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Bilateral Trade Opportunities Emerging Between NWA, Belarus After Delegation Visits WTCAR

Denise Thomas (center), director of Africa, Europe and Middle East trade at the World Trade Center of Arkansas guides a Belarusian trade delegation at Crystal Bridges earlier this month. Thomas and her counterparts in Belarus see opportunities for bilateral trade between Northwest Arkansas and Belrus after a series of successful meetings.

ROGERS — Business leaders from Northwest Arkansas and Belarus say there are exciting opportunities for bilateral trade between the two regions after a Belarusian trade delegation visited the World Trade Center of Arkansas for training, store visits and business-to-business meetings.

“Nowadays the United States as a whole and state Arkansas as a part can be considered as important export destinations for Belarusian market,” said  Snezhana Ivanchikava with the Foreign Economic Relations Department at the UE Mogilev branch of the Belarusian Chamber of Commerce and Industry.

“The work with World Trade Center Arkansas can provide good benefits for Belarusian state and private companies in experience and information exchange, export support and technologies development.”

Azu Denton of Omni Analytics and Heather Dumas of HD Customs Brokers, Inc. created content specific to Belarus and facilitated training for the delegation.

The pair facilitated presentations and training seminars for the half dozen companies on how Arkansas and Belarus could work together to improve trade and business relationships.

“It was a great opportunity to showcase the knowledge and expertise here in NWA capable of working with the Belarusian companies to guide them in the import, export, and sales of products to the US,” said Denton, who founded Omni Analytics and serves as its CEO.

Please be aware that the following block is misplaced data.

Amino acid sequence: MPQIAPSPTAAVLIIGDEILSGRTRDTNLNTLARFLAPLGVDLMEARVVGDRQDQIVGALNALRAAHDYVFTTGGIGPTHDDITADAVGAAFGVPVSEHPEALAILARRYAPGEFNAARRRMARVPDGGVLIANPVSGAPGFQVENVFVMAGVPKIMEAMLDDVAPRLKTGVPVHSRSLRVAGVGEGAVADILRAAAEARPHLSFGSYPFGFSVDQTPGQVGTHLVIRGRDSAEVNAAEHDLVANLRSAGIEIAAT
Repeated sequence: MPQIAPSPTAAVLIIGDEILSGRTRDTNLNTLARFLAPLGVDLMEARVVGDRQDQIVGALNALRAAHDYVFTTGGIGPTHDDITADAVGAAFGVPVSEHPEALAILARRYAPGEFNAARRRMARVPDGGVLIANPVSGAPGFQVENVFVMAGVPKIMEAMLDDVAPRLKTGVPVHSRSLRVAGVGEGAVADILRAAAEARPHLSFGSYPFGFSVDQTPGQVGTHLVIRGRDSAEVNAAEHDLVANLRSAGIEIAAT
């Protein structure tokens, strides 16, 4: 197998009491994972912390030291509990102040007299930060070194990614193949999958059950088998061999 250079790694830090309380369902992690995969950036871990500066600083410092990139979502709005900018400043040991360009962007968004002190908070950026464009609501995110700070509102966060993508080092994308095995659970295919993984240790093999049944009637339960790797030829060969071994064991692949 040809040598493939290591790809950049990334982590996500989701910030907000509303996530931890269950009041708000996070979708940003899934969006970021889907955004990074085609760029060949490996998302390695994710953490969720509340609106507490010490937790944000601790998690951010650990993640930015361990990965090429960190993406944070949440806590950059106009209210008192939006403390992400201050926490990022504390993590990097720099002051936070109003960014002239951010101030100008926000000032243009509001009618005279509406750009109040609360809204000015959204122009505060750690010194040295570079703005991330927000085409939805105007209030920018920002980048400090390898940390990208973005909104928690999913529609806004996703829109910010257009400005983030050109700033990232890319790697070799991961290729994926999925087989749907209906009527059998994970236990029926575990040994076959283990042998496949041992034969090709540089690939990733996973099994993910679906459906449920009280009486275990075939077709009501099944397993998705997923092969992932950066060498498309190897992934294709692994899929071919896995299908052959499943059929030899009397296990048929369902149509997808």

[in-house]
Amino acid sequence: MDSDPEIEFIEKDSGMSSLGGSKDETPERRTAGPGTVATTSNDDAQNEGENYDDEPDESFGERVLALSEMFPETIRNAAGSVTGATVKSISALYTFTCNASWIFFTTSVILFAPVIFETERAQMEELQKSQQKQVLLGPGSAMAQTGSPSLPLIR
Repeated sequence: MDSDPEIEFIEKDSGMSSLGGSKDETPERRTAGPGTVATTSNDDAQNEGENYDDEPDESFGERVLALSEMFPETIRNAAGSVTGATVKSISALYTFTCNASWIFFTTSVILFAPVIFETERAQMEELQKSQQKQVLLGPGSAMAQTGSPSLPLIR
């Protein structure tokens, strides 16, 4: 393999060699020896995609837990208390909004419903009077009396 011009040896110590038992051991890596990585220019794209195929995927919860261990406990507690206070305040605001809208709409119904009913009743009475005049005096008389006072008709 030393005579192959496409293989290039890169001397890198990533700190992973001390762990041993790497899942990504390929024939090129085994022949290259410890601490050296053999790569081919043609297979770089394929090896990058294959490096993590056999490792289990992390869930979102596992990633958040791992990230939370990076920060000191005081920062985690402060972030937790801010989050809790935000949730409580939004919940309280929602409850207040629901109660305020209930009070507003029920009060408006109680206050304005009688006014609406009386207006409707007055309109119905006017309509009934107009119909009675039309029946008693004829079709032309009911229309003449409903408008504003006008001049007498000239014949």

“Spending the week with them allowed us to play the ambassador role in US/NWA – Belarusian relations.”

Denise Thomas, the Center’s director of Africa, Europe and Middle East trade, said several meetings provided potential for Arkansas health and beauty products to be sold or represented in Eastern Europe. Meanwhile, one group was interested in buying Arkansas boats and auto parts for their industries back in Belarus.

Thomas noted that Belarus, a country of roughly 9.5 million, is in the heart of Europe and favorable to business and trade thanks to its advantageous economic and geographical location, developed transportation, logistics, and manufacturing systems. 

Thomas added that Belarus has a strong, qualified workforce, superior manufacturing and production compared to its neighbors and also offers unique tourism opportunities.

Representatives of Vitebsk Carpets thanked Thomas for organizing the trip and providing instruction on how to enter the U.S. market.

“Our visit to Arkansas was productive. We have learned about the trading system and how to enter the US market with our product at seminars at the World Trade Center,” they said. “We plan to keep in touch with our American colleagues and try to supply our products to the American market.”

Kateryna V. (Ligon) Pitchford, a business professor at Central Baptist College in Conway, also expanded on the cultural differences with a presentation detailing the buying trends between the two countries.

The Center’s mission is to grow trade and increase Arkansas exports by connecting Arkansas businesses to the world through international trade services. The center is part of the University of Arkansas and serves as the trade promotion arm for the Arkansas Economic Development Commission. For more information and valuable updates, please follow the center on Facebook and Twitter or subscribe to the World Trade Center Arkansas newsletter.